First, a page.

How to get the most out of online classes

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How to get the most out of online classes a.k.a. 5 things your tutors want you to know

The COVID19 pandemic has changed the way we learn. No more lunchtime hangouts at Parra Westfield or adrenaline-fueled Kahoot sessions. And what’s more, it is highly likely that much of your future education (high school and university) will be conducted via computer screens.

Online learning can be a sea of new and confusing experiences. So how do you get the most out of our online classes?

Don’t be invisible

We tutors may be laden with top marks, state rankings and years of teaching experience, but we are not psychic. You need to tell us if you can’t hear us, or we’re going too fast, or you need to go back to the previous slide. Remember that your tutors are there to help you, so don’t be afraid to make reasonable requests.

And please, please be active and responsive. If your internet allows it, turn on your video and microphone. If not, keep the chat open and ready. When in the classroom, we tutors use a lot of non-verbal cues to see where you’re at, like furrowed brows, slow nods, and frantic copying-down of notes. We miss all that when we’re online, so we need a little extra help from you.

Get to know Zoom

You know exactly how to use your pens and geometry set and calculator. Now we need to add a new tool to that list: Zoom.

Making sure you know your way around Zoom ensures that you’re able to interact with the class activity in a timely fashion. Do you know how to send a private message to your tutor in the chat? Can you navigate the Annotate tools? Perhaps you even know some keyboard shortcuts, like ‘Alt+V’ (PC) or ‘Command+Shift+V’ (Mac) for turning video on/off, and ‘Alt+A’ (PC) or ‘Command+Shift+A’ (Mac) for muting/unmuting.

Spread that Gen Z power!

Your tutors are typically on the younger side, but some of us are still confused millennials. So if you have ideas or suggestions for how to spruce up your online classes, don’t be afraid to bring them up. Maybe you know of a helpful website or app. Or perhaps you have a fresh idea on how to use one of the features on Zoom. Whatever it is, it’s worth hearing so please do tell!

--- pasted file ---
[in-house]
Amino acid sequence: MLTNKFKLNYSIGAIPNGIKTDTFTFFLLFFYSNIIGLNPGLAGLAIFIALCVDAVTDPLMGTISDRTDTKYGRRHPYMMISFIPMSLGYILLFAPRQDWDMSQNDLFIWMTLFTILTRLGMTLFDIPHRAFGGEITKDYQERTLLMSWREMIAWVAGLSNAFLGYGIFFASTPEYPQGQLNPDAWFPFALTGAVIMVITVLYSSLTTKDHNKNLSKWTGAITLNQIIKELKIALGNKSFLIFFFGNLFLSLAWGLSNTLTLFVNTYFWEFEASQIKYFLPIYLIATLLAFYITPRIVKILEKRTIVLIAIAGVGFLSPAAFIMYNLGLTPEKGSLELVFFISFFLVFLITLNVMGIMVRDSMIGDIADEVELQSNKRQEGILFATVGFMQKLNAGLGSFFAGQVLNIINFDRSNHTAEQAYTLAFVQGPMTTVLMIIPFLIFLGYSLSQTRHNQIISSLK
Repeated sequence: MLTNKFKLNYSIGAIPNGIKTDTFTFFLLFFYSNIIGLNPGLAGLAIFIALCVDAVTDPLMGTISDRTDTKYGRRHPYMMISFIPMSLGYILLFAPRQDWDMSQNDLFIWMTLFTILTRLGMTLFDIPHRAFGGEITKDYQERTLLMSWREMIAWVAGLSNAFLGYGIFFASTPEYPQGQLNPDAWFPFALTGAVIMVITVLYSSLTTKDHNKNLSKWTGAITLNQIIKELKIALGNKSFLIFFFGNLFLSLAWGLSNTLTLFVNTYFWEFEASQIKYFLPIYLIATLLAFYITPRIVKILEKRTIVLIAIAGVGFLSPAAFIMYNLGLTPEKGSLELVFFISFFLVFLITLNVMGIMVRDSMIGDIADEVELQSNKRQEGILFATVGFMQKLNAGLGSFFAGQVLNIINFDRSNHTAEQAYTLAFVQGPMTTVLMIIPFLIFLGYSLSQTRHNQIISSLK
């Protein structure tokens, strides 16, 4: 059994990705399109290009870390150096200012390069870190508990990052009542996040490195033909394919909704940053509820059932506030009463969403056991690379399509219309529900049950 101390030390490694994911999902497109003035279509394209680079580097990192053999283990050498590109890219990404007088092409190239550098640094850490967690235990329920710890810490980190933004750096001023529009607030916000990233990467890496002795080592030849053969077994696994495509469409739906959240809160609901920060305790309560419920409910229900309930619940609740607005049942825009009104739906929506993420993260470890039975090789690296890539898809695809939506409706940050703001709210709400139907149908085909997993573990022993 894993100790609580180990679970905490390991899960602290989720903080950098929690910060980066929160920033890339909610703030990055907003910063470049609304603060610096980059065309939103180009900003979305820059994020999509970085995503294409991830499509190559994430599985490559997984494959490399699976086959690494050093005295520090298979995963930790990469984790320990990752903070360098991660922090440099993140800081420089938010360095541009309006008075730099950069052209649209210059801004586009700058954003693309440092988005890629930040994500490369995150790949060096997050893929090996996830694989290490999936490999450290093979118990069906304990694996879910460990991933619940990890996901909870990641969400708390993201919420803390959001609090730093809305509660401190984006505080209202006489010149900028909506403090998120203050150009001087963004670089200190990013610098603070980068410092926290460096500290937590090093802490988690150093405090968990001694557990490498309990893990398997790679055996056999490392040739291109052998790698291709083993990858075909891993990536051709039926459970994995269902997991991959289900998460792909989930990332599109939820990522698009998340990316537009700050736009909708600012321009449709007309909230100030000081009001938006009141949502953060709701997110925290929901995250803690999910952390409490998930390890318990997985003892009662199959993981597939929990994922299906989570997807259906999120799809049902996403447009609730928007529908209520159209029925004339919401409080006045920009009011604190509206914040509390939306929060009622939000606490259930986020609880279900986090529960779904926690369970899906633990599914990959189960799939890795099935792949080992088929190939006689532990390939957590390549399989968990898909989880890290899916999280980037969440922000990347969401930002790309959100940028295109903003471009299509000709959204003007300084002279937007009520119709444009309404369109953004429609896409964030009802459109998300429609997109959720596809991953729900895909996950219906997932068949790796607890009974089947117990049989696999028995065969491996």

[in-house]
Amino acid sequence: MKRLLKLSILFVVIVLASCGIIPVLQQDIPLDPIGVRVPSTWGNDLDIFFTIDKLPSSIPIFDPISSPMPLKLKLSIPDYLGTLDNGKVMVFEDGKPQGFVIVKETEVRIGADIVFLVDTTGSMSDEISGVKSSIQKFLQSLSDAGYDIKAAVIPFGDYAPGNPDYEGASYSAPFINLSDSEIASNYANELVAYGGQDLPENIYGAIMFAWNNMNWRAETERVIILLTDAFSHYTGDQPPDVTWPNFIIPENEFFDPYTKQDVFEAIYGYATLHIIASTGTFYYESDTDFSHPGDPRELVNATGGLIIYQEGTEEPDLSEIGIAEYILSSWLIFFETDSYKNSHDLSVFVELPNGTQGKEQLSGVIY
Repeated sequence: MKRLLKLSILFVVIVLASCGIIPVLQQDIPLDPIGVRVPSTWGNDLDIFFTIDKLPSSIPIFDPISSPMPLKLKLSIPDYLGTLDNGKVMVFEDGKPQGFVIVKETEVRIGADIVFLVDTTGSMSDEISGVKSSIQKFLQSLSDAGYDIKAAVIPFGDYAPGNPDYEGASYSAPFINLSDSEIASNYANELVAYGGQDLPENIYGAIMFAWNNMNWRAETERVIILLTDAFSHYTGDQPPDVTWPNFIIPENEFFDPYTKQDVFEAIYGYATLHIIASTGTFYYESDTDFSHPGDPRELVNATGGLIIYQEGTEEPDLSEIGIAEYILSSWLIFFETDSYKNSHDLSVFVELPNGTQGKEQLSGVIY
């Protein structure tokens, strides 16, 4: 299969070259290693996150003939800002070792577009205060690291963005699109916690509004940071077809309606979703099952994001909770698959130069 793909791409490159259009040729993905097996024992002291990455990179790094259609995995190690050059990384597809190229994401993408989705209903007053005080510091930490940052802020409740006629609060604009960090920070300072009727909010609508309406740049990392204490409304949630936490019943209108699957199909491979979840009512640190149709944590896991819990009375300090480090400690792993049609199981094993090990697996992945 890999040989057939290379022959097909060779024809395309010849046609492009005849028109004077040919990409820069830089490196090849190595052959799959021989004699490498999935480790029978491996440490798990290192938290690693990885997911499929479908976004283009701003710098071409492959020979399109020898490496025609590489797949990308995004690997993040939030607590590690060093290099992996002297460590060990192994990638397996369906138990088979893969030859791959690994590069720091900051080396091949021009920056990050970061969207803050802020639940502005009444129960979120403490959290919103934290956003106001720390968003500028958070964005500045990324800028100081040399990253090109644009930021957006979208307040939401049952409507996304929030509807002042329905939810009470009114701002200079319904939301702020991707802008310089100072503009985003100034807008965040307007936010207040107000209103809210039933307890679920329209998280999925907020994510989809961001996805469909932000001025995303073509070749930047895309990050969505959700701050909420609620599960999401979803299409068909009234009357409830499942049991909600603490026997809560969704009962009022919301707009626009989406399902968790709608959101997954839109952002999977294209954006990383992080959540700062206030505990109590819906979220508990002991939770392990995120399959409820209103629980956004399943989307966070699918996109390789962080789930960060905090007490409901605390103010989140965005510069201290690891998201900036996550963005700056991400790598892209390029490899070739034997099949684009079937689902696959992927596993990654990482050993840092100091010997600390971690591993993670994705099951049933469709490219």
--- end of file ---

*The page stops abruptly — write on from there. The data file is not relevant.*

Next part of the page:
Remember to talk to each other

When you’re watching a close-up of your tutor’s face for two hours as he/she carries on about exponents and growth curves, it’s easy to forget that you are seated amongst fellow scholars. If you were in the classroom, you could be collaborating on a particularly nasty problem, sharing your meticulous hand-written notes, or secretly conspiring with Morse code to pull an elaborate prank on your tutor involving the radio, the projector and the green whiteboard marker.

Okay maybe not that last one. But the point is – don’t forget to communicate with your classmates online as well. You’re in this together, so when it’s class discussion time, make sure you get in on the action! Turn your video and microphone on or get those fingers tapping away in the chat. Never underestimate the value of peer learning.

Embrace versatility

If there’s one thing 2020’s taught us, it’s the certainty of uncertainty. In this rapidly changing and frighteningly unpredictable world, being adaptable and versatile is absolutely critical. You’ve already had to adapt to a new learning environment and a whole new paradigm on how to live your everyday life. There are sure to be more challenges ahead. Embrace this as a challenge and seize a pro-active role in your learning. You have take control of your education and be the driver of your own success.


Now, I’m going to finish off with a quote from Disney, because you can’t really go wrong with that. “You’re braver than you believe, stronger than you seem and smarter than you think.”
— Christopher Robin, Winnie the Pooh

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